Re: Enabling C99 in CMake
On 06/27/2011 06:34 PM, Todd Gamblin wrote:
> On Jun 24, 2011, at 11:30 PM, Michael Hertling wrote:
>> On 06/23/2011 06:20 PM, Jed Brown wrote:
>>> On Thu, Jun 23, 2011 at 17:50, Michael Hertling
>>>> You need to use a C99 compiler for your project
>>> This is already a problem. C99 introduces new keywords (e.g. restrict) and
>>> removes implicit int. It is entirely possible for part of a project to
>>> include C89-conforming legacy code that is not valid C99. The use of C99 or
>>> C89 should be a file- and directory-level property.
>> That's a really good point and could indeed be very well addressed by
>> a possibility for a project to enable language dialects per directory/
>> target/file as Todd has asked for in his initial posting.
> Yep -- After reading all the responses, think my suggestion was insufficient. Just having a variable for
the compiler flags isn't enough. Also, I really like the dialects approach here. This has the potential to
take care of not only C99, but also C++ *and* Fortran. The Fortran support in CMake could really use this
kind of thing, as it would be very helpful to know if particular Fortran compilers support F90, F77, F08, etc.
>> In order to
>> achieve this in a platform/compiler-independent manner, take a look at
>> the attached dialects.patch file, a diff against the Modules directory
>> of CMake 2.8.4. It is not meant as a production-ready solution, but as
>> as proof of concept, and it's restricted to the GNU C compiler, though
>> it should be easily applicable to the other compilers known by CMake.
> Thanks for making this!
>> First of all, the new Compiler/LanguageDialects.cmake file provides a
>> function __language_dialects() which accepts a language and a paired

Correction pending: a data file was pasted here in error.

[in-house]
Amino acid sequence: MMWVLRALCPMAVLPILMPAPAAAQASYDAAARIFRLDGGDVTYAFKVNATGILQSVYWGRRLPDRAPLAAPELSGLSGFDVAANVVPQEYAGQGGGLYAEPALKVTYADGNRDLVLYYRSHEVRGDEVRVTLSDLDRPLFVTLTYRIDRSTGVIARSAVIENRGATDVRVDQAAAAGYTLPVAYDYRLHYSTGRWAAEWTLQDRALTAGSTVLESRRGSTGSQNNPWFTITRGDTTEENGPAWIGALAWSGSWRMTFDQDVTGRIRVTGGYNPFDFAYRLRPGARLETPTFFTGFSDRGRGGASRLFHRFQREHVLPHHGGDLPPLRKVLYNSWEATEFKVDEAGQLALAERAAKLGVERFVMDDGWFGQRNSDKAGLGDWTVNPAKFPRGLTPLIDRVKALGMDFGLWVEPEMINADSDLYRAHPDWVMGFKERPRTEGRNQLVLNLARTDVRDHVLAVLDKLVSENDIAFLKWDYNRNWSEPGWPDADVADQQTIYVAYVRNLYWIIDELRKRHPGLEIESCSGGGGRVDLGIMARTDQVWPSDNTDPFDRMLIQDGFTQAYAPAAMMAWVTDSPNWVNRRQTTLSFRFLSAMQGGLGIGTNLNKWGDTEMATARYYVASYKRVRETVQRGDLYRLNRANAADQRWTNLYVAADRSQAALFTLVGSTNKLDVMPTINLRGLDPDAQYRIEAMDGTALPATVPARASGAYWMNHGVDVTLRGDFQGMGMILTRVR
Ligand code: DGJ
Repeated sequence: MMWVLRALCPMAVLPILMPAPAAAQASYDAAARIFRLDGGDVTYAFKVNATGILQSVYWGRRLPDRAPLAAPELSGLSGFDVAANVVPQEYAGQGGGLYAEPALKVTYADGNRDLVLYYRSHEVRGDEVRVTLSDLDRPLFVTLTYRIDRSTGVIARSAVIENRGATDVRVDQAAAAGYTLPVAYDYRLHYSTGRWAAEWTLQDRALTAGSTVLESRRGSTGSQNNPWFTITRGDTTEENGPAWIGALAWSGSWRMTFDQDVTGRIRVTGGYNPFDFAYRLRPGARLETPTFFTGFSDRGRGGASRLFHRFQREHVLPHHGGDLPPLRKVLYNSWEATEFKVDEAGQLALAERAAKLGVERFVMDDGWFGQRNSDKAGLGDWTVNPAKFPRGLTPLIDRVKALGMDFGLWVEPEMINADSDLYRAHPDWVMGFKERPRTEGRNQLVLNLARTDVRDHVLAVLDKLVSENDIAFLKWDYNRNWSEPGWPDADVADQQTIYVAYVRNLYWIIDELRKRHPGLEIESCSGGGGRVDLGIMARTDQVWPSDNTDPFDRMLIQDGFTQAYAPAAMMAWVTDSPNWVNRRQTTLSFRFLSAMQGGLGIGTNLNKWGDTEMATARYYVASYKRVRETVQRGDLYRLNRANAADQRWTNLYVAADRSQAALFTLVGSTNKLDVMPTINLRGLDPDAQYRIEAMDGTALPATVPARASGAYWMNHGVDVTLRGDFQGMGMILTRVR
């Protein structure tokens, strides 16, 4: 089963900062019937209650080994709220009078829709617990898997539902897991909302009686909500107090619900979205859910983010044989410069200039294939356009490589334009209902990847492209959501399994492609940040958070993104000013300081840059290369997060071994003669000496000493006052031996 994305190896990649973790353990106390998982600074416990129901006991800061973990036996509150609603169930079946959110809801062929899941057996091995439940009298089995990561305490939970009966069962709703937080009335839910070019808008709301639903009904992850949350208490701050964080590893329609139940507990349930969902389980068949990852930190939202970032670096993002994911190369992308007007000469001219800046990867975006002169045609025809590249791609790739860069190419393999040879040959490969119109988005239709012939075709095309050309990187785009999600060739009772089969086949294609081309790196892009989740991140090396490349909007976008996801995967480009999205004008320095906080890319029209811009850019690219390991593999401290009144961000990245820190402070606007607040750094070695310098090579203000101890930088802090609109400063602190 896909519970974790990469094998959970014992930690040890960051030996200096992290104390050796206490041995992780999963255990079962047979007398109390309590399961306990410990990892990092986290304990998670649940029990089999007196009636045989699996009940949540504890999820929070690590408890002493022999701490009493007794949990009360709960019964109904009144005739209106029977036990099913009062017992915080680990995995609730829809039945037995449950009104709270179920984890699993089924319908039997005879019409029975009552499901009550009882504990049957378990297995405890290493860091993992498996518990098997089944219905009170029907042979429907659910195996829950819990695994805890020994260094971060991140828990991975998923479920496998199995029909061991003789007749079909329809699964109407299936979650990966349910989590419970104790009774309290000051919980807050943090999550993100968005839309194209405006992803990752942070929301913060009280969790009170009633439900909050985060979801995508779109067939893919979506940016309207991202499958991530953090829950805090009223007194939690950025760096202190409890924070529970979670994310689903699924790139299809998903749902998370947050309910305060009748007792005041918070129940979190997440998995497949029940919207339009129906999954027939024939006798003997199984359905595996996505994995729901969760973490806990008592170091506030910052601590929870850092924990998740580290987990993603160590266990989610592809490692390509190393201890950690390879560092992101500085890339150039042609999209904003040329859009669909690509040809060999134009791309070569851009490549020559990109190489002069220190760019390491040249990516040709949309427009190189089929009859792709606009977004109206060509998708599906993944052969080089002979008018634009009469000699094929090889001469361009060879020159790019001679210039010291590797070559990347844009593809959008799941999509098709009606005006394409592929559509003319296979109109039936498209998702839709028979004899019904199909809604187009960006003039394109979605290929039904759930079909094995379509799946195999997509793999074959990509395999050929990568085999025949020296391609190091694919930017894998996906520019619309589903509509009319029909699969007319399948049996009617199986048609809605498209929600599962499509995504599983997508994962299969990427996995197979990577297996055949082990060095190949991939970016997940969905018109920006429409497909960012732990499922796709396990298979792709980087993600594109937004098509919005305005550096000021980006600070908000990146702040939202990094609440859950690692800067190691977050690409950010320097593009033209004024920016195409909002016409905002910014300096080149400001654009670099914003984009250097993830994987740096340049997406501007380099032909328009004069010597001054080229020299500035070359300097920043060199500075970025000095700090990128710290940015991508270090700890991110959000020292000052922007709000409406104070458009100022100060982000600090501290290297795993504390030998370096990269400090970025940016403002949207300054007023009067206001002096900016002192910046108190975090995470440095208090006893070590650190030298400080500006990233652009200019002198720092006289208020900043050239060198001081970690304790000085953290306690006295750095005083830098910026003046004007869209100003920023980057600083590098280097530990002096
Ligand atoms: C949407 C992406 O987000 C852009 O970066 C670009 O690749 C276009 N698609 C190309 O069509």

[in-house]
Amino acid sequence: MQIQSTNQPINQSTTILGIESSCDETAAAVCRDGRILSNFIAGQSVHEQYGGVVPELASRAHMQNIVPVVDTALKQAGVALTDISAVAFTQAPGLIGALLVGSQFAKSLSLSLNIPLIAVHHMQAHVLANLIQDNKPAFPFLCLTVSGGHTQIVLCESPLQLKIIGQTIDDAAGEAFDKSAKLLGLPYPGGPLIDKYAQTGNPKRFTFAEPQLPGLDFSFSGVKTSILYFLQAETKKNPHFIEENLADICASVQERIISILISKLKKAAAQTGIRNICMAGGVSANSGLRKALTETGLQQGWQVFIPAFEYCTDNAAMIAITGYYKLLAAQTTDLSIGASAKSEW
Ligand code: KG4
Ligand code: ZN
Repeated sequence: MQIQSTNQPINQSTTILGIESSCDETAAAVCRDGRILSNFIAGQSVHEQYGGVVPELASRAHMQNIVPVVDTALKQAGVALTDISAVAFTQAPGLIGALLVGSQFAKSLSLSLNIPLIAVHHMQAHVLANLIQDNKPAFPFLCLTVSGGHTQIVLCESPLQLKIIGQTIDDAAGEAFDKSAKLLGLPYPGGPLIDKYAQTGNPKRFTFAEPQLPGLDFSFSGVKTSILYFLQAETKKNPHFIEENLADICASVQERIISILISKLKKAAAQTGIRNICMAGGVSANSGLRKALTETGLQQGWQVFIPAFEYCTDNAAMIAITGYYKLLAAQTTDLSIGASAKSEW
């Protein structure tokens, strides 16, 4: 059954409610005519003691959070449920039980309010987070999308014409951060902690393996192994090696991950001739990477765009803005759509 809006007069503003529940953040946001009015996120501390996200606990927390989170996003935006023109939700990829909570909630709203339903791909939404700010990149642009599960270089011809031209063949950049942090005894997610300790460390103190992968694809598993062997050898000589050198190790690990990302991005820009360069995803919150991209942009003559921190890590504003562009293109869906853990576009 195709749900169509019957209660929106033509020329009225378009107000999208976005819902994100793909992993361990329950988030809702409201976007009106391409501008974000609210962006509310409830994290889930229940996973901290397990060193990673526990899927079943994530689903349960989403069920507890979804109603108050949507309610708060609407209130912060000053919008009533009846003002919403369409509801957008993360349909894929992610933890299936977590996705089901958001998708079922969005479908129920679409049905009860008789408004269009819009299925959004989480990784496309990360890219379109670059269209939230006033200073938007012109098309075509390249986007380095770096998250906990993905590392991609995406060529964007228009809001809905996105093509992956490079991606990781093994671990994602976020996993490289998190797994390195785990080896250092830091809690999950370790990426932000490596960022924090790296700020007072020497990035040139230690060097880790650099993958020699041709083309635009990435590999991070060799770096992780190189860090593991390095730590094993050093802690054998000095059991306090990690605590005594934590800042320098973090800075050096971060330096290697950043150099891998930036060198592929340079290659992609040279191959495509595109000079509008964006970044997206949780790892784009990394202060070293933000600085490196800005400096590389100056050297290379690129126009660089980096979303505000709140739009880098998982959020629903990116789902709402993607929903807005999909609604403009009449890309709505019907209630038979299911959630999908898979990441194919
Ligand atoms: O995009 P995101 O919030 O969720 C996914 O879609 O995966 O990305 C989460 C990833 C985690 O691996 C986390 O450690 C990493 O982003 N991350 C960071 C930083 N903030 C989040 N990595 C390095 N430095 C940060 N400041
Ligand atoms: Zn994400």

>> list of arguments denoting each supported language dialect followed by
>> the flags to enable it. The function sets up the variable CMAKE_<LANG>_
>> DIALECTS_INIT containing the list of dialects, and for each dialect a
>> variable CMAKE_<LANG>_DIALECT_≤DIALECT>_INIT containing the respective
>> flags. The Compiler/GNU-C.cmake file is enhanced to - exemplary - call
>>> __language_dialects(C C90 "-std=c90" C89 "-std=c89" C99 "-std=c99" C9X "-std=c9x" C1X "-std=c1x"
> This looks great. One question is what to do with things like gnu99. This is C99 plus GNU extensions. I ask
because the GNU compiler separates this from regular C99, while other compilers like XL don't. If you run
xlc -qlanglvl=c99, it supports inline assembly, but if you run gcc -std=c99, it does not. You have to run
> I *suspect* that most people will prefer gnu99 by default, as the lenient mode is the default for both gcc
and xlc, but I could be conjecturing too far here.
> My suggestion would be to have an option like "CMAKE_STRICT_C_DIALECT=TRUE" that says to also turn off
support for compiler-specific extensions if possible, e.g.:
> gcc: -std=c99
> xlc: -qnoasm -qlanglvl=c99
> and stick to the standard, but prefer the more lenient mode by default e.g.:
> gcc: -std=gnu99
> xlc: -qlanglvl=c99
IMO, such a dialect strictness flag would be problematic due to the
expectations the users may have and the undesired effects that may
occur. E.g., does strict C99 mean that C89 constructs are rejected?
For this, one needs to pass "-pedantic-errors" or the like to GCC,
but I'd have objections to enable such a flag automatically since
the user might prefer a non-pedantic behavior elsewhere. Further-
more, what does strict C99 mean for compilers which don't fully
support this standard, like MSVC as Hendrik has remarked in the
meantime? Finally, the more flags one includes in the CMAKE_C_
DIALECT_C99 variable, the higher is the probability to cause
contraries to the user's intention. Suppose one wants to have
strict C99 *plus* inline assembly with XL C; one might initially
configure the project with "CFLAGS=-qasm cmake ..." which makes the
"-qasm" switch appear on the command line before the "-qnoasm" one
enabled by CMAKE_C_DIALECT_C99 via the COMPILE_FLAGS property, e.g.,
so inline assembly is finally disabled, though requested explicitly.